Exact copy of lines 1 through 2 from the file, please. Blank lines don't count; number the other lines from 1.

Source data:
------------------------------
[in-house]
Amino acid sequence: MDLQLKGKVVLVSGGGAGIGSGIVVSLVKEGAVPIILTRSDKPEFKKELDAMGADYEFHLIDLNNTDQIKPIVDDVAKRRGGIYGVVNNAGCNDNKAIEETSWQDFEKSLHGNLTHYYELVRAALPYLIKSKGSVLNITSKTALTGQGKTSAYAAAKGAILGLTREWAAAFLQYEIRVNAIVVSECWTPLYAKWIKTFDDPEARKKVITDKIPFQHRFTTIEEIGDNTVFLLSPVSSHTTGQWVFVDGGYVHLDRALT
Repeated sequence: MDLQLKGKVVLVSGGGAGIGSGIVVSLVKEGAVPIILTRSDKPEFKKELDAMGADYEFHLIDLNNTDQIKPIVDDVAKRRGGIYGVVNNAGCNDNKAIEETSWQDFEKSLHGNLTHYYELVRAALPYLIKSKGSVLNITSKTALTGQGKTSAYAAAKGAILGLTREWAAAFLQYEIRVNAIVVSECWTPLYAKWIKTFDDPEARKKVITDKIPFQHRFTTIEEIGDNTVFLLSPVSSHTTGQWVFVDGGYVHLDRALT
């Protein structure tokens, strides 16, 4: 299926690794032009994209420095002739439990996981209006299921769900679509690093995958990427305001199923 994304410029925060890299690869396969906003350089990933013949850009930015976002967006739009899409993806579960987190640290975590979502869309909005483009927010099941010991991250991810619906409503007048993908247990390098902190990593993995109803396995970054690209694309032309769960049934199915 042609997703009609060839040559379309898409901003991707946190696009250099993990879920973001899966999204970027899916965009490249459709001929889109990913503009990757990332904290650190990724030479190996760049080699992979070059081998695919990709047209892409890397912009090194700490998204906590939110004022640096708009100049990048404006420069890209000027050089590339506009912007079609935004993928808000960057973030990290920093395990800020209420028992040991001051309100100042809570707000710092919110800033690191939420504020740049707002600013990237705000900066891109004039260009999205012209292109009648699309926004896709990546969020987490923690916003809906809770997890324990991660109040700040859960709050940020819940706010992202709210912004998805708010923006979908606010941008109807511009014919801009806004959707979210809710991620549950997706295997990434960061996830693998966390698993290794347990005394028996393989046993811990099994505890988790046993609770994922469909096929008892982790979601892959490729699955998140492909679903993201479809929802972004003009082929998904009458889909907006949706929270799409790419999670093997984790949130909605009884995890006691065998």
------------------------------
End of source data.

[in-house]
Amino acid sequence: MDLQLKGKVVLVSGGGAGIGSGIVVSLVKEGAVPIILTRSDKPEFKKELDAMGADYEFHLIDLNNTDQIKPIVDDVAKRRGGIYGVVNNAGCNDNKAIEETSWQDFEKSLHGNLTHYYELVRAALPYLIKSKGSVLNITSKTALTGQGKTSAYAAAKGAILGLTREWAAAFLQYEIRVNAIVVSECWTPLYAKWIKTFDDPEARKKVITDKIPFQHRFTTIEEIGDNTVFLLSPVSSHTTGQWVFVDGGYVHLDRALT